Chiral Forces for Quantum Technologies
A team of physicists from the Light-Matter Interactions Unit and the Quantum Systems Unit at the Okinawa Institute of Science and Technology Graduate University (OIST) have found a way to calculate an atom’s chiral force – a force that an atom exhibits when it is in the vicinity of thin and hollow pipes called optical nanofibers, with diameters ranging from tens to hundreds of nanometers thick. Researchers hope to apply this finding in the fields of atomic physics and quantum optics, but also in the development of quantum technologies. Detailed control over the forces on quantum particles is, for example, important for building quantum sensors that can measure very small quantities with very high accuracies. The study has been published in Physical Review A.
Atoms consist of a positive charged nucleus, with negatively charged electrons revolving around it in different orbits. The size of the orbits made by the electrons translates to[KN1] [AU2] different energy states of the atom. The further away the electrons are from the nucleus, the higher energy the atom possesses. When an atom’s electrons are bombarded with light, they transition to larger orbits, putting the atom into an excited state. However, an atom’s excited state is short-lived, and it soon releases this extra energy in form of light. When this happens, an atom experiences a recoil from the emitted light particle, which corresponds to a force that pushes it in the opposite direction of the emitted light - just like the recoil of a gun on firing.
Normally, atoms emit light in random directions, and therefore the recoil averages out over many events. However, this behavior changes when they are placed in close proximity of optical nanofibers. Optical nanofibers are special materials that are made by exposing standard silica nanofibers to heat and then stretching them thin. In fact, in their final state they are too thin for light to travel inside them, which means that the light emitted by an atom travels along their outer surface. An atom placed close to the surface can, theoretically, interact with this light. “When we put the light into the nanofibres, it becomes very different from all other light we see,” explains Prof. Síle Nic Chormaic of the Light Matter Interactions Unit and a co-author of the paper. “The light waves start oscillating in the direction of the beam, which usually does not happen. This allows for different coupling between the atoms and the light and ultimately leads to the chiral force,” she adds. The atoms therefore experience a force in a well-defined direction only.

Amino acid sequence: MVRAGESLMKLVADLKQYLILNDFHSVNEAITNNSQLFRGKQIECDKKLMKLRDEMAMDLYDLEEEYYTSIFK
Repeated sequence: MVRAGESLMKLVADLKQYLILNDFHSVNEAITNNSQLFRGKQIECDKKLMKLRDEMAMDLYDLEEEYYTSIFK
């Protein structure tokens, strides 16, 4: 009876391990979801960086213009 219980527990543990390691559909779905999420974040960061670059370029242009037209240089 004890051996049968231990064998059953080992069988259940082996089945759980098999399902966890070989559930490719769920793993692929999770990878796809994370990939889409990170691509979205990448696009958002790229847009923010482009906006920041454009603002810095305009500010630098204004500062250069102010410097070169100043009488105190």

OIST scientists have been able to explicitly calculate and explore this chiral force and are now using it to develop applications in quantum engineering. “This fundamentally new way to control the motion of an atom will give a lot of flexibility and allow us to think of quantum devices that have not been possible before,” says Dr. Fam LeKien, the first author of the study. Their first project is to develop an idea for a new kind of interferometer, a device that could be used to measure things like gravity more accurately than currently available tools. The scientists hope that an interferometer based on this work may one day be used for more practical purposes as well – such as to identify areas of high mineral deposits as well as where pipes are laid underground, simplifying road construction.